Consolidate Elastic Beanstalk ELB


Screen Shot 2017-05-26 at 11.12.57 AM.png

Our nonprod environments have quite a lot Elastic Beanstalk environments. Most of them serves low traffics .Each ELB roughly costs $20 per month (no matter you use it or not) + data cost. From the cost perspective, I don’t see there is a value that each of them needs a dedicated ELB (which was created by Elastic Beanstalk by default).

So I came up an idea to consolidate all those low traffic ELB into one, which saves us a couple of hundred dollars each month easily. But it comes with some trade off as well which does not bother us that much.

  • The colour does not reflect the real health status. (We don’t depend on the health status, we check the real URL instead)
  • The version label does not reflect the real version#. (We  don’t depend the version label, we mark the version# in the site itself)

Here is how I implemented:

    1. Create a new target group
      aws elbv2 create-target-group --name $my-targetgroup --protocol HTTP --port 80 --vpc-id $vpcid
    2. Find out the auto-scaling group of the EB environment
      aws elasticbeanstalk describe-environment-resources --environment-name $my-environment --query 'EnvironmentResources.AutoScalingGroups[0].Name'
    3. Attach the auto-scaling group to the target group that is created in step 1.
      aws autoscaling attach-load-balancer-target-groups --auto-scaling-group-name $my-asg --target-group-arns $my-targetgroup-arn
    4. Repeat the above 3 steps for each of the EB environments that you want consolidate the ELB. Then create a new ELB. It is actually ELB V2. AWS calls it either elbv2 or ALB (application load balancer).
      aws elbv2 create-load-balancer --name $my-consolidated-load-balancer --subnets $my-subnet1 $my-subnet2 --security-groups $my-sg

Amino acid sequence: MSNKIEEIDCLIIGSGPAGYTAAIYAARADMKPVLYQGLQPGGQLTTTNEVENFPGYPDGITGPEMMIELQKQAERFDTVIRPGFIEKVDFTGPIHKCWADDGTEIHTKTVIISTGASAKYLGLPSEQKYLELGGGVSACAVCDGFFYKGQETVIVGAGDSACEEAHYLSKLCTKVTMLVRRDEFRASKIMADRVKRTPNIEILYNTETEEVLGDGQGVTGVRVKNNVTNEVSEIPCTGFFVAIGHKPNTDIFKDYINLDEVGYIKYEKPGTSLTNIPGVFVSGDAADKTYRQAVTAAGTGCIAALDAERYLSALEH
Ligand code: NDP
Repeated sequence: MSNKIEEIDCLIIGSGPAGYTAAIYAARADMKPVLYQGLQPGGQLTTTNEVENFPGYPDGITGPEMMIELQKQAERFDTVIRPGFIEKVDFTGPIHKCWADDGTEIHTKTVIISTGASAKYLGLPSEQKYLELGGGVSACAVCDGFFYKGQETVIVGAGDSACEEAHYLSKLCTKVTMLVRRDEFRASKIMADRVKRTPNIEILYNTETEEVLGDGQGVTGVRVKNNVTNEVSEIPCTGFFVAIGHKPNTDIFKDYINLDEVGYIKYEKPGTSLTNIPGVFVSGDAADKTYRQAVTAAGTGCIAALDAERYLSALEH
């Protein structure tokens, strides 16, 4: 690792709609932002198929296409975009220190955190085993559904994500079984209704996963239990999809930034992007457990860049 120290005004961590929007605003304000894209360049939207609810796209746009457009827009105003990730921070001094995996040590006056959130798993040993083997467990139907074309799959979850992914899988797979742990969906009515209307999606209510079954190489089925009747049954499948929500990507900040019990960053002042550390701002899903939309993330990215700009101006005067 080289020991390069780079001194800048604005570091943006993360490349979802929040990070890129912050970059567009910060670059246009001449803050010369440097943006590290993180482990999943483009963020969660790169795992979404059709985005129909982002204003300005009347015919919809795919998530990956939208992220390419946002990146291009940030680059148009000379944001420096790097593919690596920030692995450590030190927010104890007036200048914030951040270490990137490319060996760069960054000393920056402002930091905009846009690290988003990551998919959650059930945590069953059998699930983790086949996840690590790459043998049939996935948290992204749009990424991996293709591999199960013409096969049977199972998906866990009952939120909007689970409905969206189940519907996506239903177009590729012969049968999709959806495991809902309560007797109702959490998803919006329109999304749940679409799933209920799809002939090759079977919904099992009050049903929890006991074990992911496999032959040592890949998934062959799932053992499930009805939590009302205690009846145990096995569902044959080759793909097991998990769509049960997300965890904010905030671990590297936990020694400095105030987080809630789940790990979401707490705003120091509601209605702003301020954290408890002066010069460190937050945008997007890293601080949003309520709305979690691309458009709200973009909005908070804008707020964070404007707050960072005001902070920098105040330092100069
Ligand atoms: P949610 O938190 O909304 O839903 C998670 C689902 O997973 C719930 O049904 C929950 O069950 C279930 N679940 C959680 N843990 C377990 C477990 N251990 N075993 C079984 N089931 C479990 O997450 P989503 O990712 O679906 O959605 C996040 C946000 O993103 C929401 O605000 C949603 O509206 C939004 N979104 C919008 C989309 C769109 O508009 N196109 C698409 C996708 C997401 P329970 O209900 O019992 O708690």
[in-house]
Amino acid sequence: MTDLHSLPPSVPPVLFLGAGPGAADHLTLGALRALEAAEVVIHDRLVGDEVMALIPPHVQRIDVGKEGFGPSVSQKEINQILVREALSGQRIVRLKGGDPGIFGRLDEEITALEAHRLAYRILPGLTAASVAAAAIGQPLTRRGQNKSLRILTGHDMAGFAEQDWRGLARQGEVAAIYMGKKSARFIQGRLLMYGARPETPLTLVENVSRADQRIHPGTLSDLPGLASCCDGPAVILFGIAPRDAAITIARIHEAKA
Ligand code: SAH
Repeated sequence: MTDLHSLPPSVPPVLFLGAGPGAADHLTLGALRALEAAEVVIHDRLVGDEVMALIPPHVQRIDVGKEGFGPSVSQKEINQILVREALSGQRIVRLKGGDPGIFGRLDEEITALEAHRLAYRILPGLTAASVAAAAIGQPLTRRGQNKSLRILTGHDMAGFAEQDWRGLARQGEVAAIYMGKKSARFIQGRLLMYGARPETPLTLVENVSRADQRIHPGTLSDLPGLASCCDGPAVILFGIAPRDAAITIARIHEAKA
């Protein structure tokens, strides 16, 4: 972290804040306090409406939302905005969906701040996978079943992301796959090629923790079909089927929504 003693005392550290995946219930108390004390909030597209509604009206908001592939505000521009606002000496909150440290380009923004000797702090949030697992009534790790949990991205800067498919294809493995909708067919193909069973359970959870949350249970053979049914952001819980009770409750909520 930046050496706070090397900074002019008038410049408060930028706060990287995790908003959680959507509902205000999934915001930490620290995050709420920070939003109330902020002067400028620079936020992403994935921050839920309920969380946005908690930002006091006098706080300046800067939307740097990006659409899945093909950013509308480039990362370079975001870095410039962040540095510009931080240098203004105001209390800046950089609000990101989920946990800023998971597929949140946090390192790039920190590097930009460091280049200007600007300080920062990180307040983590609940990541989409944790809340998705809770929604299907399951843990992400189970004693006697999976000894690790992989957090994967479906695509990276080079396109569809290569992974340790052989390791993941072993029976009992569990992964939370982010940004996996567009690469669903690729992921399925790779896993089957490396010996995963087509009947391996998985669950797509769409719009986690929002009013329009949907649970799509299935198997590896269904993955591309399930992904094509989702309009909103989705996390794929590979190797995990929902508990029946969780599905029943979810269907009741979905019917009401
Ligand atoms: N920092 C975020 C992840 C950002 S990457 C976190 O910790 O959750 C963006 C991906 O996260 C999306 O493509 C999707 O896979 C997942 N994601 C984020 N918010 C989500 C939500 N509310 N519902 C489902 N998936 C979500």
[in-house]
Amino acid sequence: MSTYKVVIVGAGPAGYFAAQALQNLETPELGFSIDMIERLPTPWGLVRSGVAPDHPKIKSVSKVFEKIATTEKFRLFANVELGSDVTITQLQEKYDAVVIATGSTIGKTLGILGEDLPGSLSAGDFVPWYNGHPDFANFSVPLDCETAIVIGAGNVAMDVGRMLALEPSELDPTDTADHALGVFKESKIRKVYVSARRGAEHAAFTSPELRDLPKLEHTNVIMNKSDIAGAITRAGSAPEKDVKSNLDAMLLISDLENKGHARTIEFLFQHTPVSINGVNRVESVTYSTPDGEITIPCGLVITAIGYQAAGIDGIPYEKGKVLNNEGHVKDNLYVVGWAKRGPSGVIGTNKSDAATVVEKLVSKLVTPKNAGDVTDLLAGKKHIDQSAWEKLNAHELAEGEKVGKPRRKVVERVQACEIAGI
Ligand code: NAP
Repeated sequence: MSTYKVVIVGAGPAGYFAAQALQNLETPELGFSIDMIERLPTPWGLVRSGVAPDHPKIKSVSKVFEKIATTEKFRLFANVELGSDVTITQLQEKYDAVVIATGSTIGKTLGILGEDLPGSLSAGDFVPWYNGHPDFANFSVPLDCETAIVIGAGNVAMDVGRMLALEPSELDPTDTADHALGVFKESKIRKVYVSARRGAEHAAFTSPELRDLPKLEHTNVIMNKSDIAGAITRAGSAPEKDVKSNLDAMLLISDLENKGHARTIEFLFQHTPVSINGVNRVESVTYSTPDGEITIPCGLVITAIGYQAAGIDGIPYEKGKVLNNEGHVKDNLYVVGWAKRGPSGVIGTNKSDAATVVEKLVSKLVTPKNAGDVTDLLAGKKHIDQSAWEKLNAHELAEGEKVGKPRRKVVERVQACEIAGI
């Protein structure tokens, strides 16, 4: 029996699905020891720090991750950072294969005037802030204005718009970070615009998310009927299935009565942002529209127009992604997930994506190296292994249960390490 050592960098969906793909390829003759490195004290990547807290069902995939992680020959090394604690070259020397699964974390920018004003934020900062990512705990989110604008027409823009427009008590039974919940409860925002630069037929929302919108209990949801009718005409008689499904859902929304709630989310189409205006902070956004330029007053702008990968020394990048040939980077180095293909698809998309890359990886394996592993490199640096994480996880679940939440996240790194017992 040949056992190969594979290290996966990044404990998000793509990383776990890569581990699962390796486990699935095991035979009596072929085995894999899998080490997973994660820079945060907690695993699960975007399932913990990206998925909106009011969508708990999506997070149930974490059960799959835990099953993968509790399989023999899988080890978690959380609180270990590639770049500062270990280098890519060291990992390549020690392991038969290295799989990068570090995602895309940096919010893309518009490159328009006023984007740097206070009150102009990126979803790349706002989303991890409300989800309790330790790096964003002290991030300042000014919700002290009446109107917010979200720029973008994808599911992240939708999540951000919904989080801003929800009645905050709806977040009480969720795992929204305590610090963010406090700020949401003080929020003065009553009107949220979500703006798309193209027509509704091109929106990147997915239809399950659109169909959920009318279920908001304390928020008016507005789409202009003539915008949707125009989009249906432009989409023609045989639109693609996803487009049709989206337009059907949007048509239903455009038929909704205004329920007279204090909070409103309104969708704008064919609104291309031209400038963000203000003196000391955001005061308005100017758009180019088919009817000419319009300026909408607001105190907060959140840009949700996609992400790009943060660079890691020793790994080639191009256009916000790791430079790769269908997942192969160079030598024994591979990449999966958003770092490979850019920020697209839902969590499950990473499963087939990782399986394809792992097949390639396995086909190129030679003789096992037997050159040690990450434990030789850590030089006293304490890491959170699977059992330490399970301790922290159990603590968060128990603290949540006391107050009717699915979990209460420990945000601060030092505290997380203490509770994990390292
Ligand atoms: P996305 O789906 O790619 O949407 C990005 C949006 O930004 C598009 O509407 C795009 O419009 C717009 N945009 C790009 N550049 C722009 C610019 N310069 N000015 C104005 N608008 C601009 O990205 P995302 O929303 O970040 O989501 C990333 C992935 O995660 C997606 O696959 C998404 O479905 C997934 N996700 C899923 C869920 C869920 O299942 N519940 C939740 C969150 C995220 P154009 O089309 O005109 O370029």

5. Create DNS CNAME records for your EB environments in Route53, and point them to the new ELB CNAME.
    6. Now go to the newly created ELB to add hostname based redirect rules, which allows the ELB to divert the traffics to different target group based on the incoming host. Also you need to create a dummy target group which is not associated with any auto-scaling group. And use this dummy target group as the default destination, this will give user 503 if their targeted EB environment is not ready. This is how it looks now.Screen Shot 2017-05-11 at 10.07.42 AM.png
    7. Test your new DNS name to confirm it works.
    8. Find out the ELB that is created by Elastic Beanstalk, then delete it.
      aws elasticbeanstalk describe-environment-resources --environment-name $my-environment --query 'EnvironmentResources.LoadBalancers[0].Name'
      aws elbv2 delete-load-balancer --load-balancer-arn $my-elb-arn
    9. In case you may need to restore the ELB, just rebuild the Elastic Beanstalk environment.

Updates: To make things simpler and get rid of all the trade offs, you can use ‘Single Instance’ as your environment type. Read my new blog to know how:  Hack ‘Environment Type’ in Elastic Beanstalk

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